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Article
August 1965

Low Molecular Weight Dextran in Treatment of Severe Ischemia

Author Affiliations

CHICAGO
From the Department of Surgery, Northwestern University School of Medicine and the Veterans Administration Research Hospital, 303 E Chicago Ave, Chicago 60611.

Arch Surg. 1965;91(2):338-341. doi:10.1001/archsurg.1965.01320140128021
Abstract

The flow of blood through the microvasculature is as vital to life as that through the heart and great vessels.

Roe Wells, Jr.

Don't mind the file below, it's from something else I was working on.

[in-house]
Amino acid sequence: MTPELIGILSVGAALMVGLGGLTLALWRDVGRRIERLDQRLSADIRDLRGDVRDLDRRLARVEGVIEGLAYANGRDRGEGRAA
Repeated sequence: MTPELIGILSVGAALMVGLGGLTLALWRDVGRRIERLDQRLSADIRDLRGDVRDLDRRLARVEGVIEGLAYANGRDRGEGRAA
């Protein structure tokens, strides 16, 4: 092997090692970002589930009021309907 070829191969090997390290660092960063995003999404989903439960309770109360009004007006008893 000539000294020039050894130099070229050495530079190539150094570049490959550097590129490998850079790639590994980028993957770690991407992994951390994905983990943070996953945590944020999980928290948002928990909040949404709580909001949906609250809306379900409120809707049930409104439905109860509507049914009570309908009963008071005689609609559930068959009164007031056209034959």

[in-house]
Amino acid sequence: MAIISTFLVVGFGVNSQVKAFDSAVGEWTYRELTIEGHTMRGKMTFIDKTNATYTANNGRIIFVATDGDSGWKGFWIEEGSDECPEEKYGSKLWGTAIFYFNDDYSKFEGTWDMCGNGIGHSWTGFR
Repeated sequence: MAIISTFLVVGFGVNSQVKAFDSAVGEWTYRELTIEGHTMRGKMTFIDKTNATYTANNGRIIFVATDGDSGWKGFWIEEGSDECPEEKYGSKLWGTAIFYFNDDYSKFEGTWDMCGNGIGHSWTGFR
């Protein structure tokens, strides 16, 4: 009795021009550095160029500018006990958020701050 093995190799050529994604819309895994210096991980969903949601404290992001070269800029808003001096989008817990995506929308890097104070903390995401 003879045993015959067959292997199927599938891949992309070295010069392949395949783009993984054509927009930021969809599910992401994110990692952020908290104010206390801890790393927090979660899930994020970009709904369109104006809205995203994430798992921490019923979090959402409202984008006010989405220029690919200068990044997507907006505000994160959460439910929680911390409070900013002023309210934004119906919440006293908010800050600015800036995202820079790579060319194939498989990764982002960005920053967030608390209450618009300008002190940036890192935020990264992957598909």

SWEDISH dextran with its molecular weight of 40,000 has been in wide use in situations of easing blood flow. Its properties are quite different from those of its American (weight, 75,000) and British (weight, 150,000) relatives. Principally, it affects a reversal of red cell aggregation and reduces blood viscosity.1 Since this results in an increase in tissue perfusion, it has been apparent that theoretically this agent would be useful in treatment of patients with severe ischemia. Several preliminary reports have suggested some improvement of blood flow by dextran in some ischemic states.2-4 In others, the nontoxic properties and general safety of the agents has been documented.5,6 As a result, it has seen extensive use abroad and in this country in a remarkably diverse group

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